Why I’m against Koda Condos: historic racism, not historic preservation.

On Tuesday the 9th, I voiced my opposition to Koda Condos (a luxury development proposed on 5th & Main) at a meeting of the International Special Review District (ISRD) Board. The next morning, I made the Morning Crank. Here’s a snippet:

Last night, I attended back-to-back public hearings on two proposed developments, both of which could help address Seattle’s housing shortage, albeit in very different ways.
The first meeting was a special review board discussion of a proposed high-rise condo building in Japantown (part of the Chinatown International District), which would be built what is currently a surface parking lot at the intersection of Fifth Avenue S and Main Street. The project, which has to go through a special design review process because of its location in the historic CID, is, predictably, controversial.

The article goes on to highlight my colorful language, including my reminder to the ISRD Board of the “repeated bastardization of” the CID. I just want to clear a few things up.

  1. I oppose this project not because it’s in “the historic CID,” but because of the history of why the CID exists in the first place: decades of explicitly racist policies that forced people (who look like me) to live in neighborhoods that the federal government has determined to be “undesirable.” Not to mention deeds that (to this very day) say things along the lines of “No person other than one of the Caucasian race shall be permitted to occupy any portion of any lot in said plat or any building thereon except a domestic servant actually employed by a Caucasian occupant of said lot or building.” (Source)
  2. Sure, redlining and racial restrictive covenants have long been outlawed and unenforceable. Can we talk about the systemic racism within Policy and Planning that perpetuates to this day? I shouldn’t have to explain this one. (One of many sources)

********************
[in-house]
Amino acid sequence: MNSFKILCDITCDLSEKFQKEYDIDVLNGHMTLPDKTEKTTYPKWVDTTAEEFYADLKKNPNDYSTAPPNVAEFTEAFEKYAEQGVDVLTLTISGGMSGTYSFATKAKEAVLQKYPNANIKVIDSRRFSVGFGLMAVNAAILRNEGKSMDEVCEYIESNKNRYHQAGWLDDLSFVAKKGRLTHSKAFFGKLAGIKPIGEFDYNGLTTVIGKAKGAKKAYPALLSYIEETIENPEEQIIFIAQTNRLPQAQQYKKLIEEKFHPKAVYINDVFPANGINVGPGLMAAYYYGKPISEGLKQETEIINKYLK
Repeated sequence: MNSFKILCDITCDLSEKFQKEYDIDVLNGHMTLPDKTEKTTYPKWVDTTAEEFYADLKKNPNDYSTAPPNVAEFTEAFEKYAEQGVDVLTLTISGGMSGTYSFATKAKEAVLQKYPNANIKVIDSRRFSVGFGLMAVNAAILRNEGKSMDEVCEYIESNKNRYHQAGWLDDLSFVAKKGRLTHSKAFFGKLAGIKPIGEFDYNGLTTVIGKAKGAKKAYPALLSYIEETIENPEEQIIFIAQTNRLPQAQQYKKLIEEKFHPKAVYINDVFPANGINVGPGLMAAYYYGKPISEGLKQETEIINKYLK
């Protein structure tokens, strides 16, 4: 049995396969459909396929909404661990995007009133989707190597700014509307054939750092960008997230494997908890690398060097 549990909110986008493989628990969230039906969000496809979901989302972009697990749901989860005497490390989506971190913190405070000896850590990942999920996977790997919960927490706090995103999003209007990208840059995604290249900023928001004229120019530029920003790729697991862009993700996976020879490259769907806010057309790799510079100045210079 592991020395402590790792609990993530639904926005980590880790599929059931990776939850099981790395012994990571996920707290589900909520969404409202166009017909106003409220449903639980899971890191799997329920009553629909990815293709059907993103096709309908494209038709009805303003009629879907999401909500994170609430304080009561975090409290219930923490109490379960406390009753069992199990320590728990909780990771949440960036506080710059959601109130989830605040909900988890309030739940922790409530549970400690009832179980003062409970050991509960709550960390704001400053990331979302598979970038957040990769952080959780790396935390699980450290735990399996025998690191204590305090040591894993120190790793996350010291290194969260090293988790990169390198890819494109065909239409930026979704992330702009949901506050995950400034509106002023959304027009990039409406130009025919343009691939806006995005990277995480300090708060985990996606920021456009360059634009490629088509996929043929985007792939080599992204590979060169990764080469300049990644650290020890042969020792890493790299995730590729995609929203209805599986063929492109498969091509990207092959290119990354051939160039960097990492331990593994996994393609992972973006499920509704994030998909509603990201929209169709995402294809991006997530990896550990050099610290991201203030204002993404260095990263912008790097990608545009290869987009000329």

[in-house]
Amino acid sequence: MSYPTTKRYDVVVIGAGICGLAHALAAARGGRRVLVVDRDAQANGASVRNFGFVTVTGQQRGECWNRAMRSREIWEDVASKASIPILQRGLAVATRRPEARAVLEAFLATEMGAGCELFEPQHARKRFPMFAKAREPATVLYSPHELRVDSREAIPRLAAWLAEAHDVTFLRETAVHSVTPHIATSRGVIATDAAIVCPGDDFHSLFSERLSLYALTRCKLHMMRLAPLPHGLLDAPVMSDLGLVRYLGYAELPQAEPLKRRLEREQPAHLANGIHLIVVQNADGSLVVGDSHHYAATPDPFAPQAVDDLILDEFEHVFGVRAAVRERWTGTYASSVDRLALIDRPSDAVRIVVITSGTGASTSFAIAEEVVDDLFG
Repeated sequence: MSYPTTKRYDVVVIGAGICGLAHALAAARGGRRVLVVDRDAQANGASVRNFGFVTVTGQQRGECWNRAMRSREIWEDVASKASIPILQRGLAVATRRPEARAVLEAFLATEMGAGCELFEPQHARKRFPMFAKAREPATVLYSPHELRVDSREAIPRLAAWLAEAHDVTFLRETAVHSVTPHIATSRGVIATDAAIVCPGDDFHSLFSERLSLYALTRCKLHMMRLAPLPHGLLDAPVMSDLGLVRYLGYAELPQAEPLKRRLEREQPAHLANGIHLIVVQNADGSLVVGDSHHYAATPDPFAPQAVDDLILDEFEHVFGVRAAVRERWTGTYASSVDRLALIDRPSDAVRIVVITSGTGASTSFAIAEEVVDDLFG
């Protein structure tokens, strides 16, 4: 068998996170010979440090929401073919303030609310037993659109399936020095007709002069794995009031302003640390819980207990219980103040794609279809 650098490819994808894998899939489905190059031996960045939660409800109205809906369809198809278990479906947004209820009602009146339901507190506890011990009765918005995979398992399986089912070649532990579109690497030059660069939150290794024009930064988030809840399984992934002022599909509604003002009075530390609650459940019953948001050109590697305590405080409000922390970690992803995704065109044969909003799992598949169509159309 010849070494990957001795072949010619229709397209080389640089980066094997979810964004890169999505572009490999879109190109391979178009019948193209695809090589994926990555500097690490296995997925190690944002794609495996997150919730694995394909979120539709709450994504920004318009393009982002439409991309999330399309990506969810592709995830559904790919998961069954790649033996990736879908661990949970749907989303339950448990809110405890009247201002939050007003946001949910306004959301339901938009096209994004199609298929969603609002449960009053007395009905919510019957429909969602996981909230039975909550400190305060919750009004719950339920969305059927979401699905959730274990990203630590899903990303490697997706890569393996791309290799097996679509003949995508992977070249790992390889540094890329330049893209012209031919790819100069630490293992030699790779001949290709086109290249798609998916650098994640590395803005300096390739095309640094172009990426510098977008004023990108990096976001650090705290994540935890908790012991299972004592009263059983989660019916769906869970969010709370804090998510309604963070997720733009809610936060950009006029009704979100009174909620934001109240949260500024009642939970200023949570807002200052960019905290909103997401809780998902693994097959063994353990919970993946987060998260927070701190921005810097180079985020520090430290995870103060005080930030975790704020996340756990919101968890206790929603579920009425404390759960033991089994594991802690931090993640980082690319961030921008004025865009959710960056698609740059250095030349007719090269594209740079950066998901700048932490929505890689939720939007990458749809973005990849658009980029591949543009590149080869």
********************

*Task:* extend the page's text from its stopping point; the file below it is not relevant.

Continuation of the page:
3. Why should the CID experience unprecedented gentrification when our whitest neighborhoods have de facto moratoriums in the form of single-family zoning? Forget housing policy for a second: we already took the hit for I-5, the Kingdome/Stadiums, the Multimodal Transit Hub, and the shrinking of our neighborhood by over one half. Don’t you dare tell me this isn’t because of race.
  4. Sure, these luxury condos are replacing a parking lot, and they’re a helluva lot cheaper than McMansions, but what is the long-term impact on the PoC businesses, nonprofit services, low-income residents, and community development in the CID? Have we forgotten what the activists before me have fought so hard for? Saying that the CID should take a luxury condo to increase the region’s overall housing stock sounds just like “all lives matter.”
  5. The median income in the CID is $22 grand!!!!! The most recent comprehensive plan identified the CID as the highest risk for displacement. This condo will only increase already rampant gentrification. Seattle is slowly losing this cultural gem, as CID families have been moving to Ethnoburbs for decades. (Source)

When I hear urbanists advocating for gentrification, they often do so under the guise of “greatest good, for the greatest number, for the longest time.” Underneath that veil of utilitarian morality, I see the same logic behind the Interstate highway system, urban renewal, and countless other racist policies in urban planning. A planning professor told me that planners are just a step above lawyers when it comes to ethics — we’re seeing that right here.

I consider myself to be an urbanist. I am a firm believer of the democratic right to the city. I think the single-family zoning concentration in Seattle is disgusting and immoral. (I even fought for the upzone of the U-District, a contentious issue within the CID Coalition.)

The exception to my urbanism: I understand that ever since Luther Collins and Arthur Denny began occupying Duwamish land, Seattle has been a city of white people, for white people, by white people.

You bet your ass I’m going to keep fighting for racial justice, even if it means opposing “viable homeownership options” in the form of luxury condos.

As I told the ISRD Board on Tuesday night: “in conclusion, fuck this shit.”

While the aesthetic of this building is very modern, its soul is quite derivative of the 1960s Brutalist Era. In unpretentious English speak: it’s ugly and exclusionary. Source: KMD Fartchitects.

Postscript: that article also mentioned that I’m a member of the Seattle Board of Park Commissioners. Just to cover myself: I disclosed that I was speaking as a private citizen, and not as a City commissioner (the whole reason I brought that up in the first place.)

Post-postscript: this represents the opinion of Marlon (and only Marlon!) This does not necessarily express the opinions of the CID Coalition.